10 Sure-fire Steps to Crafting Fly-Off-the-Shelf Product Descriptions

Most product descriptions are doing it wrong. Here’s why you should care and what you can do about it - in 10 sure-fire steps.

person at desk writing product descriptions on paper

1. Define your quintessential buyer
2. Create a connection
3. Allure with benefits
4. Captivate the imagination
5. Seduce the senses
6. Know when to show, not tell
7. Save the “yeah, yeah” for the Beatles songs
8. SEO your way into showing up
9. Sway with social validation
10. Set up a successful structure

Hey, we get it. There’s so much to do to optimize your product pages for conversions - the list is longer than the early morning line at a Black Friday sale (did everyone make it out alive last week?). Your time is - unfortunately - finite, and it’s easy to let this part fall by the wayside. 

Creating solid, persuasive product descriptions may not be on the winners’ podium of the list for you, but get ready. We’re about to tell you why it should be - and how, with the right product descriptions, “winners’ podium” can go from just a metaphor for your task prioritization to a reality for your business. 

Spoiler alert: Your “descriptions” must be more than descriptions.

Excuse me? Are we attempting to pull some rabbit out of the “magic English language” hat here? Nope, no sleight of hand or trickery - read on to find out. 

Powerful Product Descriptions 

Let’s first make sure we’re on the same terminology page. What exactly is a product description and what makes an enticing one?

Technically speaking, product descriptions are marketing copy. They explain what a product is and why customers should buy it. Although they’re the customer service representatives of eCommerce, unfortunately they can’t draw you in with a friendly hello and a bright smile.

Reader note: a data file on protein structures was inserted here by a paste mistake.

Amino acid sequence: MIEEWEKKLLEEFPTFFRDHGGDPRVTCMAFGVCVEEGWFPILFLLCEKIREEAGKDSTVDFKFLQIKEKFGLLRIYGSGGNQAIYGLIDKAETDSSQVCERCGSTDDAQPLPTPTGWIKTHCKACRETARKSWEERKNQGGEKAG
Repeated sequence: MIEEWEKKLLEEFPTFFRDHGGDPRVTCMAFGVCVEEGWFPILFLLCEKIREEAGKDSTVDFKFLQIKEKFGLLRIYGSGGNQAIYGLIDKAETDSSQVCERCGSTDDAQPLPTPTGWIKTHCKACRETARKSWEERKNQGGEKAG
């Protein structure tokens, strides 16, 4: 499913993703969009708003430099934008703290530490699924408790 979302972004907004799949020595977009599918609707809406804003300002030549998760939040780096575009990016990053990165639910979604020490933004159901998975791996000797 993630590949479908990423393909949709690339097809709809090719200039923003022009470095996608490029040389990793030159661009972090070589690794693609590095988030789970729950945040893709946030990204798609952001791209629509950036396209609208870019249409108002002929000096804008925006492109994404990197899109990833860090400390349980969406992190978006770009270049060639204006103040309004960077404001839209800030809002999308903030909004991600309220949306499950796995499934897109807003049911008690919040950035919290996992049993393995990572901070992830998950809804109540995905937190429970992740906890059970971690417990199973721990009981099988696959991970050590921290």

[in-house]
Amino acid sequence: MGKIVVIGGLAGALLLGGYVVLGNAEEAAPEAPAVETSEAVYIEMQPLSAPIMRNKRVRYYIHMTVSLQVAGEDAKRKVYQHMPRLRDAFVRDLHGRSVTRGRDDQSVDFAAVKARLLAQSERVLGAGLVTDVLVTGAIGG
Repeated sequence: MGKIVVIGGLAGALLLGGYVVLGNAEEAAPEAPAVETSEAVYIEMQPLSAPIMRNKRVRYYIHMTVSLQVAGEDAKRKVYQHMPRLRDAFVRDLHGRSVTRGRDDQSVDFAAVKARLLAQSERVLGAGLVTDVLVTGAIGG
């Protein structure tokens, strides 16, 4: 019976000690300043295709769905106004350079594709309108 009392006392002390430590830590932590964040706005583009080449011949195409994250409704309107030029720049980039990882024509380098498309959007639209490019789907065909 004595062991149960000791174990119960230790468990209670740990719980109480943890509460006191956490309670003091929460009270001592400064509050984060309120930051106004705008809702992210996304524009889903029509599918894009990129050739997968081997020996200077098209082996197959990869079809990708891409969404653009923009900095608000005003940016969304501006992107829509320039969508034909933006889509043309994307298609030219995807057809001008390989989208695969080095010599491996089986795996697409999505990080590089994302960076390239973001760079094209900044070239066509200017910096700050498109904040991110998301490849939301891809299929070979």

So, what you have on the page is that much more crucial to keeping your customers from bouncing to the next page - and away from your business. 

Just like your friendly neighborhood mall Santa, they come in all shapes and sizes. They can be a sentence or a short paragraph or a bullet list or some combination. They can be formal, punchy, or whimsical. They can be underneath product images or lead the product page. 

Highly converting product descriptions, however, have these key qualities in common:

  • Establish target group: they help visitors quickly determine whether the product is a good match for them
  • Persuade: their compelling messages convince visitors to take a closer look
  • Show up: they are search engine optimized, naturally using the right keywords and language to appear in search results

The most conversion-critical factor, however, is whether you can cultivate a strong customer connection to your product and brand. Do this with the right mix of creativity and compelling information, and you’ll hook more visitors than a deep sea fishing boat.  

The cherry on top? You’ll land more sales and boost your visibility as you rank higher and higher in Google, which will get you more visitors, and...well, it’s just a beautiful cycle that keeps on giving. 

So, how do you actually craft these magical morsels of sales gold? Without further ado, let’s jump into 10 steps to a fly-off-the-shelf product description!

1. Define your quintessential buyer

Who is your ideal customer? We’ll tell you who it’s not - everyone. 

Try to sell to everyone, and ultimately you’ll sell to no one. Your descriptions will be too broad and general, and it won’t be clear to buyers who the product is for.

Know specifically who you’re targeting, and address them directly and personally. 

Imagine: what kind of humor do they appreciate? What language might they use, especially when talking about your product? What questions or concerns might they have? What are their needs? Desires? What drives them?

Does it sound like we just described the elements of your buyer’s persona? Bingo, that’s because we did. Go get your lottery ticket now. We’ll wait. 

If you don’t have a persona for each product type, get to it stat! Having a profile of your ideal customer helps you determine what is really important to them. This then informs how you write about your products.

Schmidt’s does a great job of zeroing in on their target audience and addressing them personally. People who are sick of industrial chemicals and are looking for an all-natural, long-lasting way to fight their stink are assured they’ll have their needs filled with language like “Really Natural. Really Works”, “Plant Based Ingredients”, and “Our Never List.”